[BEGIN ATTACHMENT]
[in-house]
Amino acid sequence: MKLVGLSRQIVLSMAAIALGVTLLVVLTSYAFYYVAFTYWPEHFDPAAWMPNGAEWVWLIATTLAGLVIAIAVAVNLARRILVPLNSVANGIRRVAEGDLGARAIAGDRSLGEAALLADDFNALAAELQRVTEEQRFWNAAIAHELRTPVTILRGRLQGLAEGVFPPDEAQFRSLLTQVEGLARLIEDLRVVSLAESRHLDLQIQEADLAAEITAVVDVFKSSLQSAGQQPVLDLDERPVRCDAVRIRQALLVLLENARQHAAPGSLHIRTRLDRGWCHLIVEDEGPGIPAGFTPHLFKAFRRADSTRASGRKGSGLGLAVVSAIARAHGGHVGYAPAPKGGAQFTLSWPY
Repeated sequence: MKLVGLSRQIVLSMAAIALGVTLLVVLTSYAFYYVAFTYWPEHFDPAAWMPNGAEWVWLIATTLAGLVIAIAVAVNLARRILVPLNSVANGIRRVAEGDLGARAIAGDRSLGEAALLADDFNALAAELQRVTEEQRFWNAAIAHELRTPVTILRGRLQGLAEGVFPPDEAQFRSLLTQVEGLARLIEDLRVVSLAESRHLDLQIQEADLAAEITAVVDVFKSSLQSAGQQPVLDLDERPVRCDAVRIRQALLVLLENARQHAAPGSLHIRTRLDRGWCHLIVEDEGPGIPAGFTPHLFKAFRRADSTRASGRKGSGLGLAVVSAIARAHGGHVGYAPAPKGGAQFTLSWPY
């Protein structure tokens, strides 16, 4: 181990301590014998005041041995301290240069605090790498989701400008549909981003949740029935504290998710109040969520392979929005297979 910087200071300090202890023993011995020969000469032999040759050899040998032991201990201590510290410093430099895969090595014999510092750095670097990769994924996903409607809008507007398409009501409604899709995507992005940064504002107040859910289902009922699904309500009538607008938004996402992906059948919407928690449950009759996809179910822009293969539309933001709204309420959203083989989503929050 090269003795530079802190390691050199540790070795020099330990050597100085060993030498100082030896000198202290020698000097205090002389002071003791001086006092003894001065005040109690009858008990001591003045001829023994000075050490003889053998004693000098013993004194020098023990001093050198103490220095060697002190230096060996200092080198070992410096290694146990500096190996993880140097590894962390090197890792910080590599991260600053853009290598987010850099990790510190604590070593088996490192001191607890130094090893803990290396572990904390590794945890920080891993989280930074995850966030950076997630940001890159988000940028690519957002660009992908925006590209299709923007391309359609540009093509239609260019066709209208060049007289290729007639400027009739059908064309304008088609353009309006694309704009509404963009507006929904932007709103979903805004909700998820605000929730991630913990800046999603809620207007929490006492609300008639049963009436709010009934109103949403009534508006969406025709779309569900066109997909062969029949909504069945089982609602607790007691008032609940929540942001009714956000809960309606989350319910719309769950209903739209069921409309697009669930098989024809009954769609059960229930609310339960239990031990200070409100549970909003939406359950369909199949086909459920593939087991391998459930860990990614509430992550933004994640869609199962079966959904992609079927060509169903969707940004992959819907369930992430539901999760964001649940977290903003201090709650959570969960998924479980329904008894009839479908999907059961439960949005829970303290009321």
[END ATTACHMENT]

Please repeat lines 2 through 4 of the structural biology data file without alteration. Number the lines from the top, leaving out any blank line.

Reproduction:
Amino acid sequence: MKLVGLSRQIVLSMAAIALGVTLLVVLTSYAFYYVAFTYWPEHFDPAAWMPNGAEWVWLIATTLAGLVIAIAVAVNLARRILVPLNSVANGIRRVAEGDLGARAIAGDRSLGEAALLADDFNALAAELQRVTEEQRFWNAAIAHELRTPVTILRGRLQGLAEGVFPPDEAQFRSLLTQVEGLARLIEDLRVVSLAESRHLDLQIQEADLAAEITAVVDVFKSSLQSAGQQPVLDLDERPVRCDAVRIRQALLVLLENARQHAAPGSLHIRTRLDRGWCHLIVEDEGPGIPAGFTPHLFKAFRRADSTRASGRKGSGLGLAVVSAIARAHGGHVGYAPAPKGGAQFTLSWPY
Repeated sequence: MKLVGLSRQIVLSMAAIALGVTLLVVLTSYAFYYVAFTYWPEHFDPAAWMPNGAEWVWLIATTLAGLVIAIAVAVNLARRILVPLNSVANGIRRVAEGDLGARAIAGDRSLGEAALLADDFNALAAELQRVTEEQRFWNAAIAHELRTPVTILRGRLQGLAEGVFPPDEAQFRSLLTQVEGLARLIEDLRVVSLAESRHLDLQIQEADLAAEITAVVDVFKSSLQSAGQQPVLDLDERPVRCDAVRIRQALLVLLENARQHAAPGSLHIRTRLDRGWCHLIVEDEGPGIPAGFTPHLFKAFRRADSTRASGRKGSGLGLAVVSAIARAHGGHVGYAPAPKGGAQFTLSWPY
């Protein structure tokens, strides 16, 4: 181990301590014998005041041995301290240069605090790498989701400008549909981003949740029935504290998710109040969520392979929005297979 910087200071300090202890023993011995020969000469032999040759050899040998032991201990201590510290410093430099895969090595014999510092750095670097990769994924996903409607809008507007398409009501409604899709995507992005940064504002107040859910289902009922699904309500009538607008938004996402992906059948919407928690449950009759996809179910822009293969539309933001709204309420959203083989989503929050 090269003795530079802190390691050199540790070795020099330990050597100085060993030498100082030896000198202290020698000097205090002389002071003791001086006092003894001065005040109690009858008990001591003045001829023994000075050490003889053998004693000098013993004194020098023990001093050198103490220095060697002190230096060996200092080198070992410096290694146990500096190996993880140097590894962390090197890792910080590599991260600053853009290598987010850099990790510190604590070593088996490192001191607890130094090893803990290396572990904390590794945890920080891993989280930074995850966030950076997630940001890159988000940028690519957002660009992908925006590209299709923007391309359609540009093509239609260019066709209208060049007289290729007639400027009739059908064309304008088609353009309006694309704009509404963009507006929904932007709103979903805004909700998820605000929730991630913990800046999603809620207007929490006492609300008639049963009436709010009934109103949403009534508006969406025709779309569900066109997909062969029949909504069945089982609602607790007691008032609940929540942001009714956000809960309606989350319910719309769950209903739209069921409309697009669930098989024809009954769609059960229930609310339960239990031990200070409100549970909003939406359950369909199949086909459920593939087991391998459930860990990614509430992550933004994640869609199962079966959904992609079927060509169903969707940004992959819907369930992430539901999760964001649940977290903003201090709650959570969960998924479980329904008894009839479908999907059961439960949005829970303290009321």